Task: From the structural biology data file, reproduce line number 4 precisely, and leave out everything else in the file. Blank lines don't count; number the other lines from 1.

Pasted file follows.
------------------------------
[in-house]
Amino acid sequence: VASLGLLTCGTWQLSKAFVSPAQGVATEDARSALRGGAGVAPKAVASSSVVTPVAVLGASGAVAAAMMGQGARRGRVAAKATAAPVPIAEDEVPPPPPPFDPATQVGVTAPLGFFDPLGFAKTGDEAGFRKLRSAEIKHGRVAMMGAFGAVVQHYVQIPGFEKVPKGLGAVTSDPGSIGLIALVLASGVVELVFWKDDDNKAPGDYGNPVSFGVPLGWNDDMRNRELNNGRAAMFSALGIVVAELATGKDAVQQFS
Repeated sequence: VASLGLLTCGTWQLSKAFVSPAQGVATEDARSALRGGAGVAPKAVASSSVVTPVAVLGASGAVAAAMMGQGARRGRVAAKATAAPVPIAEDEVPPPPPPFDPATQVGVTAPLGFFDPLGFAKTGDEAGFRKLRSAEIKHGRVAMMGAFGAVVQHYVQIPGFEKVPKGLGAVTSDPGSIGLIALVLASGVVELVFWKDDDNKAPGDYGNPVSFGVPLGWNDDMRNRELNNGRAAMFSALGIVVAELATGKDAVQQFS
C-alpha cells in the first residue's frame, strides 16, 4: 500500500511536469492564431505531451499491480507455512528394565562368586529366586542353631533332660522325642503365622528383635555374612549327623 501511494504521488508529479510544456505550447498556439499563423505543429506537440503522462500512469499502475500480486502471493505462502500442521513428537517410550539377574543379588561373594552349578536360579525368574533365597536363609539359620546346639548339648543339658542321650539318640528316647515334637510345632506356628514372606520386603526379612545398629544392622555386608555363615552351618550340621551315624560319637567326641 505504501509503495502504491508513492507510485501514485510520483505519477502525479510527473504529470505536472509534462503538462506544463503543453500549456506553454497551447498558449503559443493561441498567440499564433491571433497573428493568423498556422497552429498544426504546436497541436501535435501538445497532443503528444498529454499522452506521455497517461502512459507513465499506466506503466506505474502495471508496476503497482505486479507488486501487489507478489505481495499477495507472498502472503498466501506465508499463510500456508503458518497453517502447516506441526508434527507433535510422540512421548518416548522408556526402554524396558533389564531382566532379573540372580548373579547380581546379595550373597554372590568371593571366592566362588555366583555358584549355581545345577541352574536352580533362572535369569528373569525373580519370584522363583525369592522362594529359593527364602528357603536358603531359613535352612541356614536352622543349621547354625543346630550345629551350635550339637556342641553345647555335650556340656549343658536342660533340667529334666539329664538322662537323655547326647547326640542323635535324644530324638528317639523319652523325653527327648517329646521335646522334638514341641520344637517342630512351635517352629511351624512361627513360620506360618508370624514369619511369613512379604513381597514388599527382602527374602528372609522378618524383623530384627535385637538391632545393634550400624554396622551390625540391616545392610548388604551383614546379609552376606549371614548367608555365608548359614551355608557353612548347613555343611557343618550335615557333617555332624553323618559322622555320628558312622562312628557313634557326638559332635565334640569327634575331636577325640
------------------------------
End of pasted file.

C-alpha cells in the first residue's frame, strides 16, 4: 500500500511536469492564431505531451499491480507455512528394565562368586529366586542353631533332660522325642503365622528383635555374612549327623 501511494504521488508529479510544456505550447498556439499563423505543429506537440503522462500512469499502475500480486502471493505462502500442521513428537517410550539377574543379588561373594552349578536360579525368574533365597536363609539359620546346639548339648543339658542321650539318640528316647515334637510345632506356628514372606520386603526379612545398629544392622555386608555363615552351618550340621551315624560319637567326641 505504501509503495502504491508513492507510485501514485510520483505519477502525479510527473504529470505536472509534462503538462506544463503543453500549456506553454497551447498558449503559443493561441498567440499564433491571433497573428493568423498556422497552429498544426504546436497541436501535435501538445497532443503528444498529454499522452506521455497517461502512459507513465499506466506503466506505474502495471508496476503497482505486479507488486501487489507478489505481495499477495507472498502472503498466501506465508499463510500456508503458518497453517502447516506441526508434527507433535510422540512421548518416548522408556526402554524396558533389564531382566532379573540372580548373579547380581546379595550373597554372590568371593571366592566362588555366583555358584549355581545345577541352574536352580533362572535369569528373569525373580519370584522363583525369592522362594529359593527364602528357603536358603531359613535352612541356614536352622543349621547354625543346630550345629551350635550339637556342641553345647555335650556340656549343658536342660533340667529334666539329664538322662537323655547326647547326640542323635535324644530324638528317639523319652523325653527327648517329646521335646522334638514341641520344637517342630512351635517352629511351624512361627513360620506360618508370624514369619511369613512379604513381597514388599527382602527374602528372609522378618524383623530384627535385637538391632545393634550400624554396622551390625540391616545392610548388604551383614546379609552376606549371614548367608555365608548359614551355608557353612548347613555343611557343618550335615557333617555332624553323618559322622555320628558312622562312628557313634557326638559332635565334640569327634575331636577325640